First of all we'll need an implementation of IHandlerSelector, this can select a handler based on our opinion on the matter, or remain neutral (by returning null, which means "no opinion").

/// <summary>
/// Emits an opinion about a component's lifestyle only if there are exactly two available handlers and one of them has a PerWebRequest lifestyle.
/// </summary>
public class LifestyleSelector : IHandlerSelector
{
    public bool HasOpinionAbout(string key, Type service)
    {
        return service != typeof(object); // for some reason, Castle passes typeof(object) if the service type is null.
    }

    public IHandler SelectHandler(string key, Type service, IHandler[] handlers)
    {
        if (handlers.Length == 2 && handlers.Any(x => x.ComponentModel.LifestyleType == LifestyleType.PerWebRequest))
        {
            if (HttpContext.Current == null)
            {
                return handlers.Single(x => x.ComponentModel.LifestyleType != LifestyleType.PerWebRequest);
            }
            else
            {
                return handlers.Single(x => x.ComponentModel.LifestyleType == LifestyleType.PerWebRequest);
            }
        }
        return null; // we don't have an opinion in this case.
    }
}

I made it so the opinion is very limited on purpose. I'll be having an opinion only if there are exactly two handlers and one of them has PerWebRequest lifestyle; meaning the other one is probably the non-HttpContext alternative.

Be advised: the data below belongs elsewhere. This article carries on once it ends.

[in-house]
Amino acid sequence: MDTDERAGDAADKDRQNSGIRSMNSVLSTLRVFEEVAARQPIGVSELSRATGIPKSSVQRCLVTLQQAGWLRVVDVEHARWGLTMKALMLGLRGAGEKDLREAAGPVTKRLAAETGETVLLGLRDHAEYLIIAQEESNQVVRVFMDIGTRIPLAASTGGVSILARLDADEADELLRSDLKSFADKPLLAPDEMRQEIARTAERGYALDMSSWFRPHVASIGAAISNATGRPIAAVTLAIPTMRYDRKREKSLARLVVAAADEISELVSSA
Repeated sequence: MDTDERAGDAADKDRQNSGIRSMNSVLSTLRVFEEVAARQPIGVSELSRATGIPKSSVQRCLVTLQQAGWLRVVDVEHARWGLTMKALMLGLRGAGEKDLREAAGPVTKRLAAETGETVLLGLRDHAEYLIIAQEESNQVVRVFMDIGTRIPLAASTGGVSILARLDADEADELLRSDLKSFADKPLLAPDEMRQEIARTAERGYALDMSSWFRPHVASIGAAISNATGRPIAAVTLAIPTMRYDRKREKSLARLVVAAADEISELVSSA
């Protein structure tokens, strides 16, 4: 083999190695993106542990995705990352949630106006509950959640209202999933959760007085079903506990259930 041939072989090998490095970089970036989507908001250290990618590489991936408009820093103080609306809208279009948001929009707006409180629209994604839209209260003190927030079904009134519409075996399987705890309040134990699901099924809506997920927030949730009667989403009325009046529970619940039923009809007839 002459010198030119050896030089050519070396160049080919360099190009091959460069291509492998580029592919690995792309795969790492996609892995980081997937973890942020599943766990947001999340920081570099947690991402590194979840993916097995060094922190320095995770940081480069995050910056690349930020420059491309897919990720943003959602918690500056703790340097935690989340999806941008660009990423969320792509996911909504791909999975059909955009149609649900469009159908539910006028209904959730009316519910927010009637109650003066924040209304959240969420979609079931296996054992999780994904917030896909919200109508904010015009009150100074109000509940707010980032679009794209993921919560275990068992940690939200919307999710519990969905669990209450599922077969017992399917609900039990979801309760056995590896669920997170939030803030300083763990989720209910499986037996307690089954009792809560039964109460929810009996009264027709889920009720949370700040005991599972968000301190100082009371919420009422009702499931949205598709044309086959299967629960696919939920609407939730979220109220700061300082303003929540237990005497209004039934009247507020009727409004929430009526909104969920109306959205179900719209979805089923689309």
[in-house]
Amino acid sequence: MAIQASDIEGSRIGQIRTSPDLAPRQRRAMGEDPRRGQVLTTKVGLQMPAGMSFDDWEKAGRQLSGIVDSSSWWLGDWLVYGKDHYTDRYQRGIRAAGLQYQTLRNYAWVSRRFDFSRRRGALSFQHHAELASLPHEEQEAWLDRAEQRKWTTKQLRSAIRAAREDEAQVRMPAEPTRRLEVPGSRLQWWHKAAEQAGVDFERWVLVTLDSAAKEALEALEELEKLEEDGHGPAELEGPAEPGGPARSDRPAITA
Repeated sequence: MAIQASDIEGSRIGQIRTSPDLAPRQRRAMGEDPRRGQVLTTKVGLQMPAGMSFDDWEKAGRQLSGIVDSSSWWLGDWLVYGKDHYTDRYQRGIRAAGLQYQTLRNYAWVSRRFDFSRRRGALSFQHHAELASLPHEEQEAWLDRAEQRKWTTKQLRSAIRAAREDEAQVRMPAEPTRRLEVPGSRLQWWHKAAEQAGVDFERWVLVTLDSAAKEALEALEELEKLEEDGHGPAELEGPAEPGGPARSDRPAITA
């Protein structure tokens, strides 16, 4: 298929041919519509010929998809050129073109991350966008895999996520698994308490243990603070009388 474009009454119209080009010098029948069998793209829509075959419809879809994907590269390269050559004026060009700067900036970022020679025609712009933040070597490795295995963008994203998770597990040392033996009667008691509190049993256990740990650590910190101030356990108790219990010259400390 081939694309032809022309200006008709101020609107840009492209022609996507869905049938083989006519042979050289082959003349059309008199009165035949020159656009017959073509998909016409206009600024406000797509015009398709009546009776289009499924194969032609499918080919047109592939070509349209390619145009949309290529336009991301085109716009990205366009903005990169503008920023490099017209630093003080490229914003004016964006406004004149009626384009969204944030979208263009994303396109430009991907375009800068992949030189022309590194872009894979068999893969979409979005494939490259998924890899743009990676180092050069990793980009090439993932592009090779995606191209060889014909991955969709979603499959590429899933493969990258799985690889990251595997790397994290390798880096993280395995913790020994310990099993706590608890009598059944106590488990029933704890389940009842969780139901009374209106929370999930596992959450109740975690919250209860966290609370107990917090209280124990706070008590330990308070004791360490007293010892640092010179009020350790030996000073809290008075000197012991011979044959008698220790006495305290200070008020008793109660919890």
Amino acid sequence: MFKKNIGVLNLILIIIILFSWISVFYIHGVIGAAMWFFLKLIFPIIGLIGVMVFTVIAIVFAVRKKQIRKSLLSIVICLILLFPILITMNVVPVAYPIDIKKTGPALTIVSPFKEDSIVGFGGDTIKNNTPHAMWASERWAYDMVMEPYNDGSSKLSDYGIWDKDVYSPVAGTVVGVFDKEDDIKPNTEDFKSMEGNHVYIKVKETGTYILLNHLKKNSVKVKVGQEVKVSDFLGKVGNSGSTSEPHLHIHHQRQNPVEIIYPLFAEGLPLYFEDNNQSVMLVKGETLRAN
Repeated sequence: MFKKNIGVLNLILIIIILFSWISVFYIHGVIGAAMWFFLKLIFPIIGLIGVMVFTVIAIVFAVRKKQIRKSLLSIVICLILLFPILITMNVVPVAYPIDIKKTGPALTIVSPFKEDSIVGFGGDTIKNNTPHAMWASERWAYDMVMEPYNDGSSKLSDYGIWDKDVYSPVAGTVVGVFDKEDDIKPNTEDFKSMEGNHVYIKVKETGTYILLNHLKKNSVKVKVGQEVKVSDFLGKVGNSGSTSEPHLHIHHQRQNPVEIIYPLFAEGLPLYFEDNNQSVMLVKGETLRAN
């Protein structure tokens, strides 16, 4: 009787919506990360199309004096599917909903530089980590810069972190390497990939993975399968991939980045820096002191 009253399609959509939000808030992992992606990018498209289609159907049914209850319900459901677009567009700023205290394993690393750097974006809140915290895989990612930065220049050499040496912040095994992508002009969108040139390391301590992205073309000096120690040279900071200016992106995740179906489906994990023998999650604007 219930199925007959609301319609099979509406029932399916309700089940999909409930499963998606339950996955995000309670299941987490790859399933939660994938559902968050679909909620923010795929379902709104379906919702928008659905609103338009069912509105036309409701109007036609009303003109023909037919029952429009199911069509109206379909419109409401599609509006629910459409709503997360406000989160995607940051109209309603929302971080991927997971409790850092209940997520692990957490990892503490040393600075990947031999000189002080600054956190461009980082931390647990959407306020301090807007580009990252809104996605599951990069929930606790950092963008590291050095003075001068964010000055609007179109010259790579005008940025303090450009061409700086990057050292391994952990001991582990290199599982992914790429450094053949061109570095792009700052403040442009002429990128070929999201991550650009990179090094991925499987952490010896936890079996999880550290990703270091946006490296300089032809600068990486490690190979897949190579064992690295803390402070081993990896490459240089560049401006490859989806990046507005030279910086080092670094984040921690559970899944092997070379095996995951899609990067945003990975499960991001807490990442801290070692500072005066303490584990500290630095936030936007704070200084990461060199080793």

We need to register this selector with Castle. I do so before I start registering any other components:

container.Kernel.AddHandlerSelector(new LifestyleSelector());

Lastly I wish I had any clue as to how I could copy my registration to avoid this:

container.Register(
    AllTypes
        .FromAssemblyContaining<EmailService>()
        .Where(t => t.Name.EndsWith("Service"))
        .WithService.Select(IoC.SelectByInterfaceConvention)
        .LifestylePerWebRequest()
);

container.Register(
    AllTypes
        .FromAssemblyContaining<EmailService>()
        .Where(t => t.Name.EndsWith("Service"))
        .WithService.Select(IoC.SelectByInterfaceConvention)
        .LifestylePerThread()
);

If you can figure out a way to clone a registration, change the lifestyle and register both of them (using either container.Register or IRegistration.Register), please post it as an answer here! :)

Update: In testing, I need to uniquely name the identical registrations, I did so like this:

.NamedRandomly()


    public static ComponentRegistration<T> NamedRandomly<T>(this ComponentRegistration<T> registration) where T : class
    {
        string name = registration.Implementation.FullName;
        string random = "{0}{{{1}}}".FormatWith(name, Guid.NewGuid());
        return registration.Named(random);
    }

    public static BasedOnDescriptor NamedRandomly(this BasedOnDescriptor registration)
    {
        return registration.Configure(x => x.NamedRandomly());
    }
share|improve this answer
    
Interesting. I'll probably stick with my approach since it saves having to register everything twice, and hope that I can find an easier way of integrating it. If you want to use your approach to do anything in Application_Start, you'll need to modify your handler selector so that it also catches the case where HttpRequest.Current is present but HttpRequest.Current.Request is not. –  Richard Aug 9 '12 at 7:45